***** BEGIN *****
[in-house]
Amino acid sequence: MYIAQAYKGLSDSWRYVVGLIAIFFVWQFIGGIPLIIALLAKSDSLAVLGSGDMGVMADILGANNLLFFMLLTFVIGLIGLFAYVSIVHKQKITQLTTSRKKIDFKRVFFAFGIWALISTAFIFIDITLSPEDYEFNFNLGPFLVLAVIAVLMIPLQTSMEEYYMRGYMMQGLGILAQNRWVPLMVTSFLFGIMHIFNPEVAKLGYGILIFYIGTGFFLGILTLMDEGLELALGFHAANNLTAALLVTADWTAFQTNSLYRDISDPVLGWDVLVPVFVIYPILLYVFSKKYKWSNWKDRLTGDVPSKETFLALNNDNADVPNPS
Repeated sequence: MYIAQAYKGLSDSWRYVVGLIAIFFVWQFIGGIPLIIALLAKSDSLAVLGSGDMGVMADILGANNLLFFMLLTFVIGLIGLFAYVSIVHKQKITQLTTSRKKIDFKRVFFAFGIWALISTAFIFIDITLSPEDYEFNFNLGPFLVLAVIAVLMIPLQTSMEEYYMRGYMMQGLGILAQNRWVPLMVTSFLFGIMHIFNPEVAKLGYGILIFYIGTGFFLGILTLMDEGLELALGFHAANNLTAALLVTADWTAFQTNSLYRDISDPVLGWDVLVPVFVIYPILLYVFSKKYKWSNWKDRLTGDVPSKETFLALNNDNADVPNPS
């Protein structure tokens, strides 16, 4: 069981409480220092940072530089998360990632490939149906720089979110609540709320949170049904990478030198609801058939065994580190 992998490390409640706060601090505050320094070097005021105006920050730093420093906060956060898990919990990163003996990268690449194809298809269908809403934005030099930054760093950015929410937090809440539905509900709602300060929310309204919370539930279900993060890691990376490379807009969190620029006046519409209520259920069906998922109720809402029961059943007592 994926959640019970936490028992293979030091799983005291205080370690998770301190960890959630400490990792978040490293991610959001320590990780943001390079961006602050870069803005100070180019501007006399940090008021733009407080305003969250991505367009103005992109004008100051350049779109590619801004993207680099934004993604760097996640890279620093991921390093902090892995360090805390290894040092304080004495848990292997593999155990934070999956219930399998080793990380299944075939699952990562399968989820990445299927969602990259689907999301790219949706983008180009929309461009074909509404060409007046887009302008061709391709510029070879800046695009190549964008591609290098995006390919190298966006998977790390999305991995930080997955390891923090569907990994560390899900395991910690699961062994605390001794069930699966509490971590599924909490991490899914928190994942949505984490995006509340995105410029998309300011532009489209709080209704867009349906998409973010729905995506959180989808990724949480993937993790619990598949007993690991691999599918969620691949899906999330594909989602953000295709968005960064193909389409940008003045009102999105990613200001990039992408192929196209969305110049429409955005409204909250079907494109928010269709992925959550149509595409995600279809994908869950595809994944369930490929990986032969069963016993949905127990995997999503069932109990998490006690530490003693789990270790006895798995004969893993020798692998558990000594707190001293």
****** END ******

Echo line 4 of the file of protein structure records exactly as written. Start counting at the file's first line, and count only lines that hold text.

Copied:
């Protein structure tokens, strides 16, 4: 069981409480220092940072530089998360990632490939149906720089979110609540709320949170049904990478030198609801058939065994580190 992998490390409640706060601090505050320094070097005021105006920050730093420093906060956060898990919990990163003996990268690449194809298809269908809403934005030099930054760093950015929410937090809440539905509900709602300060929310309204919370539930279900993060890691990376490379807009969190620029006046519409209520259920069906998922109720809402029961059943007592 994926959640019970936490028992293979030091799983005291205080370690998770301190960890959630400490990792978040490293991610959001320590990780943001390079961006602050870069803005100070180019501007006399940090008021733009407080305003969250991505367009103005992109004008100051350049779109590619801004993207680099934004993604760097996640890279620093991921390093902090892995360090805390290894040092304080004495848990292997593999155990934070999956219930399998080793990380299944075939699952990562399968989820990445299927969602990259689907999301790219949706983008180009929309461009074909509404060409007046887009302008061709391709510029070879800046695009190549964008591609290098995006390919190298966006998977790390999305991995930080997955390891923090569907990994560390899900395991910690699961062994605390001794069930699966509490971590599924909490991490899914928190994942949505984490995006509340995105410029998309300011532009489209709080209704867009349906998409973010729905995506959180989808990724949480993937993790619990598949007993690991691999599918969620691949899906999330594909989602953000295709968005960064193909389409940008003045009102999105990613200001990039992408192929196209969305110049429409955005409204909250079907494109928010269709992925959550149509595409995600279809994908869950595809994944369930490929990986032969069963016993949905127990995997999503069932109990998490006690530490003693789990270790006895798995004969893993020798692998558990000594707190001293």